The common wisdom is that, barring an unlikely turnaround in the moribund peace negotiations between Israel and the Palestinians, 2014 will be a year of increasing sanctions and boycotts aimed at Israel.
Next year, commentators are saying, could be the year in which the international community finally grows fed up with Israel and establishes a sanctions regime similar to that applied against South African apartheid in the Seventies and Eighties.
It’s not a far-fetched scenario. Over the past few weeks several organizations and countries have taken clear steps in that direction – the American Studies Association announced a boycott of Israeli academic institutions; the Romanian government said it would not send any more construction workers to Israel; the largest Dutch water company, Vitens, severed ties with its Israeli counterpart Mekorot; Canada’s largest Protestant church announced a boycott of three Israeli companies and a U.S. student group announced plans to boycott a graduation ceremony featuring an address by Israeli businesswoman Sheri Arison. Continue reading
Haaretz, December 9, 2013
In his tribute to Nelson Mandela following the South African statesman’s death, Prime Minister Benjamin Netanyahu described him as “a man of vision, a fighter for freedom who rejected violence.”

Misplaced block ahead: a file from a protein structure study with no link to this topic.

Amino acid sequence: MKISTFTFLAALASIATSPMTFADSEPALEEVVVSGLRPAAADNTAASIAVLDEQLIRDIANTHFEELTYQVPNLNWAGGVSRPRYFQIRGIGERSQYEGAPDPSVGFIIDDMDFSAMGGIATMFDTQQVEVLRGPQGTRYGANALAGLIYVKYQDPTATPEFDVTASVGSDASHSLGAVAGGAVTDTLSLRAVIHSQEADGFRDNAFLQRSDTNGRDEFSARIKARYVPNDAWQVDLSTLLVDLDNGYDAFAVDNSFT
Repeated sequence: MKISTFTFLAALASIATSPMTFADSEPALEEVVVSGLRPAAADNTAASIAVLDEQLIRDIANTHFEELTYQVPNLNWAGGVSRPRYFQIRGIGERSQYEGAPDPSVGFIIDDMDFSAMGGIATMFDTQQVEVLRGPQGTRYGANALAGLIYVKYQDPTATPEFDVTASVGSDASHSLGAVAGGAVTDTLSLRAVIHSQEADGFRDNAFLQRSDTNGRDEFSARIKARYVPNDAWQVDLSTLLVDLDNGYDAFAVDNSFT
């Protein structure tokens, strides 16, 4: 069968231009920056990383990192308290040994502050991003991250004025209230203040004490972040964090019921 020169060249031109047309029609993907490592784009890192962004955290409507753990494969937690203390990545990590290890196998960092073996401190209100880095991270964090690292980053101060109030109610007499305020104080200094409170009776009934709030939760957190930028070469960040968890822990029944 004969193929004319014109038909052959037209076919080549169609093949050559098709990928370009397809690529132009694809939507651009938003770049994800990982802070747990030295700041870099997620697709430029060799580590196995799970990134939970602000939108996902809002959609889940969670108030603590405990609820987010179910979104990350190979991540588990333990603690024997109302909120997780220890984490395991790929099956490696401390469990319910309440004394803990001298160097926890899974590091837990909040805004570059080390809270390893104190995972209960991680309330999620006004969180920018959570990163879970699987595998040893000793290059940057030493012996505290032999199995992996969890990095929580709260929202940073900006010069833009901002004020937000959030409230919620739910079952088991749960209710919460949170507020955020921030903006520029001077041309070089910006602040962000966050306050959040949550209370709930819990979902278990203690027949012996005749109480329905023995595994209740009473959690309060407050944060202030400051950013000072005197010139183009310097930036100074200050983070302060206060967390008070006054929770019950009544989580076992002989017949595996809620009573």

Here’s an extract from Mandela’s statement to the court during his 1964 trial for sabotage and treason: “We were placed in a position in which we had either to accept a permanent state of inferiority, or to defy the Government. We chose to defy the Government. We first broke the law in a way which avoided any recourse to violence; when this form was legislated against, and when the Government resorted to a show of force to crush opposition to its policies, only then did we decide to answer violence with violence.”
Elaborating in the same speech on why he and his comrades had resorted to violence, Mandela said: “I did not plan it in a spirit of recklessness, nor because I have any love for violence. I planned it as a result of a calm and sober assessment of the political situation that had arisen after many years of tyranny, exploitation, and oppression of my people by the whites.” Continue reading
I’m Jewish because my mother was Jewish. She was Jewish because her mother was Jewish. And so on, down the ages – matrilineal descent.
Apart from her penchant for preparing Danish herring at any and every conceivable opportunity, my mother had little that was Jewish about her. She was neither religious not Zionist, the two defining streams of Judaism in the modern day. I don’t think she ever went to shul, except on weddings, bar mitzvahs etc., she took no part in Jewish community activities in Johannesburg, where she lived, and there was little about Israel that attracted her. Even her choice of bridge partners –she fought with them regularly, so there were several –was ecumenical. She spent her last years in a non-Jewish home for the aged.
Barely Jewish as she was, my mother was a paragon of Jewishness when compared to her own mother, of whom I have no Jewish memories whatsoever. Born in Whitechapel, in the poor, east-end of London, she spoke English with what we took to be a Cockney accent and was more a hovering shadow than a concrete presence. She ended up in a home for the aged run by the local Jewish community, cursing Jews and blacks in equal measure, if I remember correctly. Continue reading